A dark gloom hung over my head for the next couple weeks. Of course being berated by a judge before everyone in the courtroom was a blow to my ego; however, I was more upset that once again I had failed to get my client a lighter sentence. (The first time I had set foot in a courtroom I was trying to defend a gem of a man who thought it was cool to steal fire safety equipment from his housing unit. He was sentenced to seven days in jail.) Despite my best efforts and clever arguments, my clients were found guilty and given stiffer penalties than those which I was hoping they would receive. And then it hit me. THEY WERE GUILTY. One guy of putting the lives of everyone in his apartment building in danger and this man of putting the lives of anyone on the road at that time in danger. Everything that I was taught by my parents and teachers told me that these two individuals acted egregiously and therefore should have been punished. But suddenly it had become a game to me and I had lost. I don’t like losing. I realized at that moment that I was heading down a very dark road which wasn’t for me.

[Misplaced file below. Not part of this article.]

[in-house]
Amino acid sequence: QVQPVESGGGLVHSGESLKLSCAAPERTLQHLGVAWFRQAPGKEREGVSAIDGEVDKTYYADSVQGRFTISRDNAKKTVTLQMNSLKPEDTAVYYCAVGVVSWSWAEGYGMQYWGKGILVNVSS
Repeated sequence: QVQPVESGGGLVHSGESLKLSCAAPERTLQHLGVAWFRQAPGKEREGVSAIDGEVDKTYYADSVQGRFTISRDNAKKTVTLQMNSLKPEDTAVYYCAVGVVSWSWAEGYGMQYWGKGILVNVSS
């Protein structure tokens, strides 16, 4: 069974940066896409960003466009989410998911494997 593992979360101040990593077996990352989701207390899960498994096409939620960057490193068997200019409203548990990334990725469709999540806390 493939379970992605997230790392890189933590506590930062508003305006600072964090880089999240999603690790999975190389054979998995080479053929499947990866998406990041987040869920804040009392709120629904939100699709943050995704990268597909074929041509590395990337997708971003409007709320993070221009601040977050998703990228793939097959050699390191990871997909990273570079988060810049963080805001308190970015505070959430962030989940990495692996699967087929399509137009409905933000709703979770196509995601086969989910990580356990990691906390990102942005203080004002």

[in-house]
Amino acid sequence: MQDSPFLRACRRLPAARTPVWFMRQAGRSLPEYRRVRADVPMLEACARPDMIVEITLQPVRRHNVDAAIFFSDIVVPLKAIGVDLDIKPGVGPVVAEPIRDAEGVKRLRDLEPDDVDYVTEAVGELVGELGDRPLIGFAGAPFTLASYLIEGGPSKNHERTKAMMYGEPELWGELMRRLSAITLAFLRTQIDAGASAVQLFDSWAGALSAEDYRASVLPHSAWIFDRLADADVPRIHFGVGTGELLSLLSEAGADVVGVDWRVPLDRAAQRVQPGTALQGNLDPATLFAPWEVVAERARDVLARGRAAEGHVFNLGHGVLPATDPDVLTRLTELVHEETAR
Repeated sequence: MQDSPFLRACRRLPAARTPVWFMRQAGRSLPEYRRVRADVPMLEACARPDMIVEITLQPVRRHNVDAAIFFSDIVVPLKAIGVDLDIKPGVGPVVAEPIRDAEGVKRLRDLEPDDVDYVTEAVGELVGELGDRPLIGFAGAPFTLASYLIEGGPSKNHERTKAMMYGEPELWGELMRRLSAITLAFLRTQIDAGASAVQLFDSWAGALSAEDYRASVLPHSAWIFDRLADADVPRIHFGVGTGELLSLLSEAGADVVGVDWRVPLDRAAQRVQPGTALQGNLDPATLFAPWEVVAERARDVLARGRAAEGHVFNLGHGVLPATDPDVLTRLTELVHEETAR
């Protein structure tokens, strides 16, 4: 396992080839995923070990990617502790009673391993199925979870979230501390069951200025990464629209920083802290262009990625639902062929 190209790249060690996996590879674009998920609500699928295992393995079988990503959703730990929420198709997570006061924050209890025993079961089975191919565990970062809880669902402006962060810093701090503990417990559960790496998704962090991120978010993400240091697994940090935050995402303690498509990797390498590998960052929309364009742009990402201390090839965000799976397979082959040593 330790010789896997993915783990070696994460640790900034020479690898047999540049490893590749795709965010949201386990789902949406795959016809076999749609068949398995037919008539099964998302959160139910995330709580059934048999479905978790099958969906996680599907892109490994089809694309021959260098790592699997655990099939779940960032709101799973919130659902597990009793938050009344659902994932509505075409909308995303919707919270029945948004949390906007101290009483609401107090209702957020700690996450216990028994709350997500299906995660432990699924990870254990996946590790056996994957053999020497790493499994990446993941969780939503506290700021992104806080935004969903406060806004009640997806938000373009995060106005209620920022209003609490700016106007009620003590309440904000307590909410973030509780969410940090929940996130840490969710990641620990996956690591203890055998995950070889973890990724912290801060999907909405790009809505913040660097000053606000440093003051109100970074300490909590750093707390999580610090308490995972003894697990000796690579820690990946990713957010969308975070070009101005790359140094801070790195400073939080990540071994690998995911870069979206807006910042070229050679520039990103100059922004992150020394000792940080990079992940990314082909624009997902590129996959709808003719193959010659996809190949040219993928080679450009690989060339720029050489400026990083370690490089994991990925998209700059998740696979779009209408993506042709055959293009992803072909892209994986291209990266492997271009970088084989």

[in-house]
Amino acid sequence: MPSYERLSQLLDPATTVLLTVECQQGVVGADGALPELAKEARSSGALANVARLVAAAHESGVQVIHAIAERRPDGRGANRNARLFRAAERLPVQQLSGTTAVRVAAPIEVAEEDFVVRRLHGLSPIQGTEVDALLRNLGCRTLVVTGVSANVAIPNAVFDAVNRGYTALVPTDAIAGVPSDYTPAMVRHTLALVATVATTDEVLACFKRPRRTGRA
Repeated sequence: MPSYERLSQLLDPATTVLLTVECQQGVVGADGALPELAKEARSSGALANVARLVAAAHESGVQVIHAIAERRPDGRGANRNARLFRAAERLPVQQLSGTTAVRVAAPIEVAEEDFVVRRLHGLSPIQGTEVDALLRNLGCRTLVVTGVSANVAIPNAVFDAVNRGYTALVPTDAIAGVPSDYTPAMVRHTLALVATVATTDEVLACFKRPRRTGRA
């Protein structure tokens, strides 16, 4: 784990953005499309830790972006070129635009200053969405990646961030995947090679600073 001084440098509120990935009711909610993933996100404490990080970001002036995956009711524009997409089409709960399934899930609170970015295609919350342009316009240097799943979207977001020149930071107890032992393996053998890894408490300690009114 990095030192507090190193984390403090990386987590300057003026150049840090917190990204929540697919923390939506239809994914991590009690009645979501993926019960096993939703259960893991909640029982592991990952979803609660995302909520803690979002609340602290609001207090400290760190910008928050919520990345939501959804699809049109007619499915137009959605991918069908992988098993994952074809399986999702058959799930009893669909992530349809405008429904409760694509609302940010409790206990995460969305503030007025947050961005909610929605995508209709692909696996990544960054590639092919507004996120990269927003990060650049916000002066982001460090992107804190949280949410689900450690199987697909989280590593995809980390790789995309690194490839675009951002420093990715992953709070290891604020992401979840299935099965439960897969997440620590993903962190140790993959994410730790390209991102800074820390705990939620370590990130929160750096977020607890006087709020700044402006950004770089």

Sure, there were other avenues of law that I could have ventured into. However, my only real interest laid in criminal law and children’s law. I didn’t see either one as helping me to become the man I wanted to be. And so, in my second year of law school, two weeks after a guilty verdict, I decided that the law wasn’t for me.
“Jagged Little Pill”, by Alanis Morissette, was THE album of my first year in law school. It brings me back to parties, conversations, car rides and a good number of great people with whom I had the pleasure of knowing. I chose Ironic as track 32 because of the irony seeded in my life. There is most definitely an incongruity between where my life was going and where it ended up. And I wouldn’t want it any other way.
As for the answer to my friend’s question, “Why Taiwan?”, that will come in a later post…
Ironic youtube link